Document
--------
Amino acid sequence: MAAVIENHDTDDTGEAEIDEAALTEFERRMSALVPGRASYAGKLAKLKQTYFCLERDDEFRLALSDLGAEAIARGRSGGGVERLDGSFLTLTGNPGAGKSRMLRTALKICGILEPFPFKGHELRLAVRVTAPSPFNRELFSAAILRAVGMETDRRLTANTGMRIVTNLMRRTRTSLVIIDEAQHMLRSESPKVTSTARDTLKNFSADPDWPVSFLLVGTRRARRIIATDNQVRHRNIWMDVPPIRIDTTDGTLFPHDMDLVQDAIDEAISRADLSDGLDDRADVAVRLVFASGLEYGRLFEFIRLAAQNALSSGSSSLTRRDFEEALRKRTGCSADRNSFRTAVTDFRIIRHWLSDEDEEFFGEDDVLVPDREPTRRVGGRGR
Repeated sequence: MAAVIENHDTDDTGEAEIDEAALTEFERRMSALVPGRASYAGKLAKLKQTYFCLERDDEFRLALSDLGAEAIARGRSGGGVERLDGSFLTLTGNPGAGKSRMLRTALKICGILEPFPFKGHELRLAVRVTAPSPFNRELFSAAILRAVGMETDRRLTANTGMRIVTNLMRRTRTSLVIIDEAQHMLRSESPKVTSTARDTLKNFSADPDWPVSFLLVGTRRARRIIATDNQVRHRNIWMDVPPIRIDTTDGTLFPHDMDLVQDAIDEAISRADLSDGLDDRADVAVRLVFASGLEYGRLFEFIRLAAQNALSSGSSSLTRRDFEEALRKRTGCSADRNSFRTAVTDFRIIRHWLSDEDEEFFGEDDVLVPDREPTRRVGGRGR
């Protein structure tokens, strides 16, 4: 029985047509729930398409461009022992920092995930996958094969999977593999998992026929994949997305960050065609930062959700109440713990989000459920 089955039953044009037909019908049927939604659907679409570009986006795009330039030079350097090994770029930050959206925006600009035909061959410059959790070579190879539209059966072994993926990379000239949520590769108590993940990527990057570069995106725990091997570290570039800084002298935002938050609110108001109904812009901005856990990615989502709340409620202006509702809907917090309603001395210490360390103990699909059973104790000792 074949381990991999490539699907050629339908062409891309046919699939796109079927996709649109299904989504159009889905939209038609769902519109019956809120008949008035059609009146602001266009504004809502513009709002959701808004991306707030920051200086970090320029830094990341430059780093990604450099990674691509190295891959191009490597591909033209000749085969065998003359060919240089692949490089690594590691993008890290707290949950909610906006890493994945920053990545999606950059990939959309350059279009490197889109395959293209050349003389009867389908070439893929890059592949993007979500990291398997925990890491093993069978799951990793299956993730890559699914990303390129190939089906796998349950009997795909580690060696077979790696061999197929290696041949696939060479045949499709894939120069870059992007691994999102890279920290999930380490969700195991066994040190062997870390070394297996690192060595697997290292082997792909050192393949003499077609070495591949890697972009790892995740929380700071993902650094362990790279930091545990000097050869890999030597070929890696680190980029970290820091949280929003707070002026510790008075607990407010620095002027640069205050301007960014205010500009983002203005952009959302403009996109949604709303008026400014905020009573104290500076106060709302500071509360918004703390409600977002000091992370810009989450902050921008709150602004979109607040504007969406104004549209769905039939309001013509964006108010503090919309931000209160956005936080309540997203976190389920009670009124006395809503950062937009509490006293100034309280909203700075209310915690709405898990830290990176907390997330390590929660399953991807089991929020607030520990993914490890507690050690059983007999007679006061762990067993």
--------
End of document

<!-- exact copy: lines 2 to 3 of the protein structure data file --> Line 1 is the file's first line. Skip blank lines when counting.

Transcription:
Repeated sequence: MAAVIENHDTDDTGEAEIDEAALTEFERRMSALVPGRASYAGKLAKLKQTYFCLERDDEFRLALSDLGAEAIARGRSGGGVERLDGSFLTLTGNPGAGKSRMLRTALKICGILEPFPFKGHELRLAVRVTAPSPFNRELFSAAILRAVGMETDRRLTANTGMRIVTNLMRRTRTSLVIIDEAQHMLRSESPKVTSTARDTLKNFSADPDWPVSFLLVGTRRARRIIATDNQVRHRNIWMDVPPIRIDTTDGTLFPHDMDLVQDAIDEAISRADLSDGLDDRADVAVRLVFASGLEYGRLFEFIRLAAQNALSSGSSSLTRRDFEEALRKRTGCSADRNSFRTAVTDFRIIRHWLSDEDEEFFGEDDVLVPDREPTRRVGGRGR
């Protein structure tokens, strides 16, 4: 029985047509729930398409461009022992920092995930996958094969999977593999998992026929994949997305960050065609930062959700109440713990989000459920 089955039953044009037909019908049927939604659907679409570009986006795009330039030079350097090994770029930050959206925006600009035909061959410059959790070579190879539209059966072994993926990379000239949520590769108590993940990527990057570069995106725990091997570290570039800084002298935002938050609110108001109904812009901005856990990615989502709340409620202006509702809907917090309603001395210490360390103990699909059973104790000792 074949381990991999490539699907050629339908062409891309046919699939796109079927996709649109299904989504159009889905939209038609769902519109019956809120008949008035059609009146602001266009504004809502513009709002959701808004991306707030920051200086970090320029830094990341430059780093990604450099990674691509190295891959191009490597591909033209000749085969065998003359060919240089692949490089690594590691993008890290707290949950909610906006890493994945920053990545999606950059990939959309350059279009490197889109395959293209050349003389009867389908070439893929890059592949993007979500990291398997925990890491093993069978799951990793299956993730890559699914990303390129190939089906796998349950009997795909580690060696077979790696061999197929290696041949696939060479045949499709894939120069870059992007691994999102890279920290999930380490969700195991066994040190062997870390070394297996690192060595697997290292082997792909050192393949003499077609070495591949890697972009790892995740929380700071993902650094362990790279930091545990000097050869890999030597070929890696680190980029970290820091949280929003707070002026510790008075607990407010620095002027640069205050301007960014205010500009983002203005952009959302403009996109949604709303008026400014905020009573104290500076106060709302500071509360918004703390409600977002000091992370810009989450902050921008709150602004979109607040504007969406104004549209769905039939309001013509964006108010503090919309931000209160956005936080309540997203976190389920009670009124006395809503950062937009509490006293100034309280909203700075209310915690709405898990830290990176907390997330390590929660399953991807089991929020607030520990993914490890507690050690059983007999007679006061762990067993």